The data for job advertisements across the economy, across all occupations, across the country is showing a record breaking terrible situation. Can it get any worse? Will it ever be this bad again? Unlikely. As well as economic uncertainty and the shutdown of sections of the economy, the government has also contributed to freezing the job market with the JobKeeper scheme. In many cases, new employees are $1,500 per fortnight more expensive than existing employees.

In April 2020, job advertisement numbers for solicitors were 40% below that of April 2019. On a positive note, demand did not drop to zero. 

The graph below (for Australia – all occupations) shows the number of jobs advertised (on the internet). April 2020 is below the worst period of the GFC and that was at a time when internet advertising was not as prevalent as it is today and the population of the country was around 15% less. 


Listen to a recent interview with Jason Elias of Elias Recruitment on a behind-the-scenes look at the state of the legal employment market. Link to interview

According to the job market may have hit its lows in April 2020.

From Seek:

The impact of COVID-19 has amplified since the start of March 2020. The pandemic has had an extreme impact on the job market.



  • New job ads posted on SEEK during April are down by -65.6% year on year 
  • New job ads posted on SEEK during April are down by -49.9% month-on-month 
  • The rate of job advertising decline is easing. Job ad data from the first two weeks of May shows marginal improvement, suggesting the employment market may have turned a corner 


  • New South Wales and Victoria continue to be hardest hit in April with job advertising down -52.4% and -56.3% compared to March 2020 
  • Western Australia, South Australia, Northern Territory and Australian Capital Territory are down -42.4%, -43.9%, -41.9% and -25.2% in April, showing the lowest level of declines across all states and territories 

The latest SEEK Employment Report shows that job advertising volumes may have turned a corner after reaching a low point mid-way through April. 

During April, job ad volumes showed a decline of -49.9% month-on-month, however, recent week-on-week job ad data looks slightly more promising. 

Kendra Banks, Managing Director, SEEK ANZ comments:  

“It is encouraging to see that we may be at a turning point in the employment market as the latest figures in May point to an easing in the rate of job advertising decline. April was the first full calendar month where we had a clear indication of how coronavirus was impacting the employment market. The full set of social isolation measures were not imposed until mid-March, which explains why March job ad declines were -27.4%, compared to April’s decline of   -49.9%. 

In the week ended 10 May, job advertising was down -59.7% compared to the same week last year. At the lowest point in April, week ended 19 April shows a job ad decline of -69.1% compared to the same week in 2019. This 10% shift means we may have turned a corner after reaching a particularly low point of decline.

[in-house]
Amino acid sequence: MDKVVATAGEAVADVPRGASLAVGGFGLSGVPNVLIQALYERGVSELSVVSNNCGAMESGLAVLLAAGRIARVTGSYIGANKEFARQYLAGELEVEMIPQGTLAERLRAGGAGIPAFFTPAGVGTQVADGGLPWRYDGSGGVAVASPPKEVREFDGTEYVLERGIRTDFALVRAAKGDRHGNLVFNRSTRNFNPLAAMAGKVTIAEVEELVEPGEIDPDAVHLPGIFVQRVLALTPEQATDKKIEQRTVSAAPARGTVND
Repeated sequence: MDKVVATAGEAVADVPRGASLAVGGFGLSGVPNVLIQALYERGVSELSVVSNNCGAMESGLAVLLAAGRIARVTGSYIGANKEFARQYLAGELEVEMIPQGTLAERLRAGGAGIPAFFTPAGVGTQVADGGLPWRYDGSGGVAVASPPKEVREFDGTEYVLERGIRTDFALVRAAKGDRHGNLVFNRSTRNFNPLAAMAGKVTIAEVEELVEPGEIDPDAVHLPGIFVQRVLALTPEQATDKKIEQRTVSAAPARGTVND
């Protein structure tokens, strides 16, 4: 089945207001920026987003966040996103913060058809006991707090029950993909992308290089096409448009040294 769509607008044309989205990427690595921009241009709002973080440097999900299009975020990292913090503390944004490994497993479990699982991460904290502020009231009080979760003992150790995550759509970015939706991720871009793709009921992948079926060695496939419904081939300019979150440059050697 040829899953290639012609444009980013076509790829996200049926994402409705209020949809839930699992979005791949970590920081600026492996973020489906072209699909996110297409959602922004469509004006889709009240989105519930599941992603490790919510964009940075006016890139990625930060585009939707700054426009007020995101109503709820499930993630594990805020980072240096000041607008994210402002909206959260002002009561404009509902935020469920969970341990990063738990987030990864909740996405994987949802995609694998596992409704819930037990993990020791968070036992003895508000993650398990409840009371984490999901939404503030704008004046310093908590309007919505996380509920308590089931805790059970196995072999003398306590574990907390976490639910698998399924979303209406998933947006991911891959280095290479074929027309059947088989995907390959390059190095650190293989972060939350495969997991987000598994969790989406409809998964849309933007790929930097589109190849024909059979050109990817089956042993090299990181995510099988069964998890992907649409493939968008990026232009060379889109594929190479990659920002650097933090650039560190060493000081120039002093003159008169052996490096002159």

Different industries have been impacted in different ways, as a direct result of their operating models. The Mining, Resources & Energy sector is holding up reasonably well, showing a decline of -11% for the month, which is the lowest level of decline across all industries. 

Retail & Consumer Products and Hospitality & Tourism have suffered due to the significant restrictions imposed on their license to operate, with month on month job ad declines of -55% and -59.6% respectively.

In the first two weeks of May, we have seen job ad volumes slowly creep back up, which aligns to the will of governments to get the economy moving and get people back into jobs. We know this will take some time, which is why we are cautious to be too positive at this point. 

As job ad volumes start to slowly return, candidate applications remain high, making the job seeking process even more competitive than usual.  The SEEK COVID-19 candidate hub is available to help people find work, offer job loss support, and tips and resources to work differently, like working remotely.” 

Western Australia appears to have been the least affected of the states with a lower level of job ad decline in April, down -42.4% month on month. Early May data also points to WA potentially being the first state on the road to recovery. Construction, Mining, Resources & Energy and Trades & Services sectors are offering increased job opportunities. 

South Australia follows closely, with a month-on-month decline of -43.9% in April. Government & Defence, Information & Communication Technology and Construction sectors are offering increased job opportunities for jobseekers. 

New South Wales and Victoria job ad data indicates that these two states have been the most impacted by the pandemic, showing month-on month declines of -52.4% and -56.3% compared to March 2020.